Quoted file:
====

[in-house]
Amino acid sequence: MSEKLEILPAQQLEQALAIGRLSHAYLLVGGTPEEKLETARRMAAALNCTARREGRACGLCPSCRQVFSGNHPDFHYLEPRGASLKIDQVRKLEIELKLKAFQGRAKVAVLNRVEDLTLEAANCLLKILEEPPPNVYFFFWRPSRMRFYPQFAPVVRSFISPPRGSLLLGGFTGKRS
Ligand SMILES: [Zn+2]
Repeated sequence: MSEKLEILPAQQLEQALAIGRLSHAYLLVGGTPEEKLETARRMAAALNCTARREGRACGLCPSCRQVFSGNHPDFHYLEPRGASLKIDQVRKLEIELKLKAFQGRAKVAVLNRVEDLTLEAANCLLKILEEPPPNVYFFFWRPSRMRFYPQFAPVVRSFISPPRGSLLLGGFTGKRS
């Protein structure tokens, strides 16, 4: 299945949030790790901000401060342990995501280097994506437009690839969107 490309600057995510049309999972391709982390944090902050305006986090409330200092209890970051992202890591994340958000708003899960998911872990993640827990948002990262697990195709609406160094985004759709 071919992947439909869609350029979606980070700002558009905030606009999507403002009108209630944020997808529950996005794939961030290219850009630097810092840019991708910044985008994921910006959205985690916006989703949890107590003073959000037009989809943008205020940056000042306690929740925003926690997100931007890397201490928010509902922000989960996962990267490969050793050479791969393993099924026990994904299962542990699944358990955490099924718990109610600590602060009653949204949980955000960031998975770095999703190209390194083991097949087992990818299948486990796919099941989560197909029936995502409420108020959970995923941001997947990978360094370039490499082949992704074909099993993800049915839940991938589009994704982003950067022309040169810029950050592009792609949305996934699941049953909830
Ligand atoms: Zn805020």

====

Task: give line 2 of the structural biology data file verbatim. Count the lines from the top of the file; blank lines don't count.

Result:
Amino acid sequence: MSEKLEILPAQQLEQALAIGRLSHAYLLVGGTPEEKLETARRMAAALNCTARREGRACGLCPSCRQVFSGNHPDFHYLEPRGASLKIDQVRKLEIELKLKAFQGRAKVAVLNRVEDLTLEAANCLLKILEEPPPNVYFFFWRPSRMRFYPQFAPVVRSFISPPRGSLLLGGFTGKRS